I thoroughly enjoyed the opportunity to speak to the group. It gave me an opportunity to present my ideas about America’s role in 21st century international politics to a different audience than I normally address. It was especially nice to speak to a group which is highly motivated to explore international affairs even though it is not part of a required class.

Especially China, but also India, Russia, Brazil, and perhaps South Africa will surely be more active within their own regions. They will also be more active in trying to ensure that global arrangements in areas that directly concern them—for example treaties about climate change that impose uneven economic costs and rules about trade and investment—reflect their input. China’s still uncertain vision for its future regional and global role will probably be the most important determinant of the approach that the United States and other countries engaged in East Asia adopt in the coming half century. China claims that it harbors no ambitions that would threaten others. Recently, one hears claims in the US, Japan, and some parts of Southeast Asia that China has revealed its true intentions through allegedly assertive or aggressive behavior in the past year. In fact, neither the Chinese nor foreigners have it quite right. China’s approach to its international relations is a mixed bag, and not yet locked into either immutably hostile or friendly relations with others. The choices it makes, and the extent of cooperation and conflict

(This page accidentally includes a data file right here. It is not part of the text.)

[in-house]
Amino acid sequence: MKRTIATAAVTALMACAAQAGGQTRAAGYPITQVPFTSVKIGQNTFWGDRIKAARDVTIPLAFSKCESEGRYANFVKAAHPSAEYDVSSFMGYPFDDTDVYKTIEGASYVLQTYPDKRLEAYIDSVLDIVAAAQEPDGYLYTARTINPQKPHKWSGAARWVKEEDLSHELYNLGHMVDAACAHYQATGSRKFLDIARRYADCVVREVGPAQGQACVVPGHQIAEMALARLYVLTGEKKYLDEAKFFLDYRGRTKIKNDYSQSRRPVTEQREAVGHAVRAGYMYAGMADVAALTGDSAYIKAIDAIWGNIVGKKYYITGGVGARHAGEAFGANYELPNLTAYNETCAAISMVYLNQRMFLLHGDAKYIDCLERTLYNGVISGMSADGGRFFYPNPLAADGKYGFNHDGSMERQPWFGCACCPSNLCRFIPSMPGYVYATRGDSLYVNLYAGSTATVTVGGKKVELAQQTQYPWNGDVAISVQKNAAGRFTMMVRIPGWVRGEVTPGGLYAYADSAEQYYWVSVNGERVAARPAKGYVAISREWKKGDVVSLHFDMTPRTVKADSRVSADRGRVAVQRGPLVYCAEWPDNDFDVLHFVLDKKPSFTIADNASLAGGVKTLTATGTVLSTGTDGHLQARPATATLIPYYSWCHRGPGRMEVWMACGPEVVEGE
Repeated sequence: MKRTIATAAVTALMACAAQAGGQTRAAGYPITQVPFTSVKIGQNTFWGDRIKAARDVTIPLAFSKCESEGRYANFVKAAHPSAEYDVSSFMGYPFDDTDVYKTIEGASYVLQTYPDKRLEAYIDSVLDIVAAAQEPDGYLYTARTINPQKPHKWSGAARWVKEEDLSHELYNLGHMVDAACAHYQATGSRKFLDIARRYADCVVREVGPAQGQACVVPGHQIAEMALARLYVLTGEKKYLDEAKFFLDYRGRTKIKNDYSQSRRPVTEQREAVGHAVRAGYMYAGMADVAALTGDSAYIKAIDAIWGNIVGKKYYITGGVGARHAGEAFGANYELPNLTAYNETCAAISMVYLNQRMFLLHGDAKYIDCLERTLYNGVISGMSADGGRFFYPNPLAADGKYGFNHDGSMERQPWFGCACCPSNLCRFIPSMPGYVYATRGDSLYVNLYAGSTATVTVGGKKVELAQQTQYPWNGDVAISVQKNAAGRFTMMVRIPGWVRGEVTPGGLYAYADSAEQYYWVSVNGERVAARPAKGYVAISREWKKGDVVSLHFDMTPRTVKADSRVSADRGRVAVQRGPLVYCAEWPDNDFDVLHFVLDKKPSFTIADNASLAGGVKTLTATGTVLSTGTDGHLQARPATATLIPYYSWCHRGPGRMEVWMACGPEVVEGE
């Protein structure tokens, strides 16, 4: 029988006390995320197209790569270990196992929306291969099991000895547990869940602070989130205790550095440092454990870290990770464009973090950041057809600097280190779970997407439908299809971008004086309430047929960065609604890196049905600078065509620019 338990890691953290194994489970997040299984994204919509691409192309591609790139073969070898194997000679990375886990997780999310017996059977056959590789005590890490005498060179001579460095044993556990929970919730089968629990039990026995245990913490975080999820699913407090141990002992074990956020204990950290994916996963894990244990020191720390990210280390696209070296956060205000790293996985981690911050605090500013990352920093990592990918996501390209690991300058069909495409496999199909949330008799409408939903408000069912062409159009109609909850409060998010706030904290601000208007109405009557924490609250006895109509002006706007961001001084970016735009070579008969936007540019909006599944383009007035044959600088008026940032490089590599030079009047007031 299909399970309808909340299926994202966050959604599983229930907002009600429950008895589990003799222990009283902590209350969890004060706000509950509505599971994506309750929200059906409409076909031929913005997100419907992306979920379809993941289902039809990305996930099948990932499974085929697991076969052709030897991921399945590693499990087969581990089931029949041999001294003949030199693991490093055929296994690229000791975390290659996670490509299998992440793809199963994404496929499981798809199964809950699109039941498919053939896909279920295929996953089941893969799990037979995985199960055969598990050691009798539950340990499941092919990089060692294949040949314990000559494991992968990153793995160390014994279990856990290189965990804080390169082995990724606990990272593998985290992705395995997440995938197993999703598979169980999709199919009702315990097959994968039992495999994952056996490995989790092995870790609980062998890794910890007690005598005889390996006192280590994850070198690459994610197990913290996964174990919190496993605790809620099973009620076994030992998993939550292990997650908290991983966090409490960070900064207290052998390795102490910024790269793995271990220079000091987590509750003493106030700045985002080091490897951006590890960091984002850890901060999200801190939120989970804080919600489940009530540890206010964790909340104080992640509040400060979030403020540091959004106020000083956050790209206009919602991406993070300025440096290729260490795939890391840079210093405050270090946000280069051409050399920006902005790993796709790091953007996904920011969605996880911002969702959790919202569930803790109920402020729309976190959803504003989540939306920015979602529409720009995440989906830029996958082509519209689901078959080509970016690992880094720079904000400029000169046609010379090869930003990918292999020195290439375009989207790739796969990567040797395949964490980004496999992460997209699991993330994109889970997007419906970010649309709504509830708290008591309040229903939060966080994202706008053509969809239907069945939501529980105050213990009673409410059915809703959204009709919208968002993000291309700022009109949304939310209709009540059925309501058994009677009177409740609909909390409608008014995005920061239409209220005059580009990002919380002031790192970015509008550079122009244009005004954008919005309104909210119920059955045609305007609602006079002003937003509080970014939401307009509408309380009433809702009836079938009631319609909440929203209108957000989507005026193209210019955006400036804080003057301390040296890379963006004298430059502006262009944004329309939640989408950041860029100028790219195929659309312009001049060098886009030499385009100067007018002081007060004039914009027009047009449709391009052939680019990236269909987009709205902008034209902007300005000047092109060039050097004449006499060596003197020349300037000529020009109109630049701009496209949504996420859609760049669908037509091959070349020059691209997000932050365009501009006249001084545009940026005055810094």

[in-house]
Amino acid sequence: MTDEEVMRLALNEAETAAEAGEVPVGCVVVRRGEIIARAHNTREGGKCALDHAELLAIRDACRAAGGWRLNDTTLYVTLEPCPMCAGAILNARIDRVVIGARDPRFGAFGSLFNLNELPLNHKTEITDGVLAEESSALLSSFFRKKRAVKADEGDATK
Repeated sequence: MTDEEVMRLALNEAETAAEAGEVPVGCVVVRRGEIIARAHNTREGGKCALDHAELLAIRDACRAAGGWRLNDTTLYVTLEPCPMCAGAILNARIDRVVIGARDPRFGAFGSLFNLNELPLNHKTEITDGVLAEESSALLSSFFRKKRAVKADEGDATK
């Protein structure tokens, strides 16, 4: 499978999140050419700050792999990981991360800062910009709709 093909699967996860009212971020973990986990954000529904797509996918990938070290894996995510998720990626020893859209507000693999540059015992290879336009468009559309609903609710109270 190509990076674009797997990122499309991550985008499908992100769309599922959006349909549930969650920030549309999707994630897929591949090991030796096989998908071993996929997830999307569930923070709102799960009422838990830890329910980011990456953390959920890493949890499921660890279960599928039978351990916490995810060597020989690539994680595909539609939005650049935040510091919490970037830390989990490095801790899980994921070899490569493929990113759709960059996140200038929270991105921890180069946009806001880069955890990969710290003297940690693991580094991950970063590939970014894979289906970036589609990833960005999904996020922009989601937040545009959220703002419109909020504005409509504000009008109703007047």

2) Why do you think it’s important for high school students to have a good grasp of international relations and current affairs? Today’s American high school students, indeed high school students ever since the middle of the 20th century, are living in a country that plays a leading global role. Especially since the blossoming of truly global economic activity and cultural exchange that have been facilitated by new technologies and the dropping of old political barriers, US citizens remain ignorant of the wider world at their own peril. Both the opportunities and the dangers they will face in their careers and in their lives are shaped by forces that extend beyond the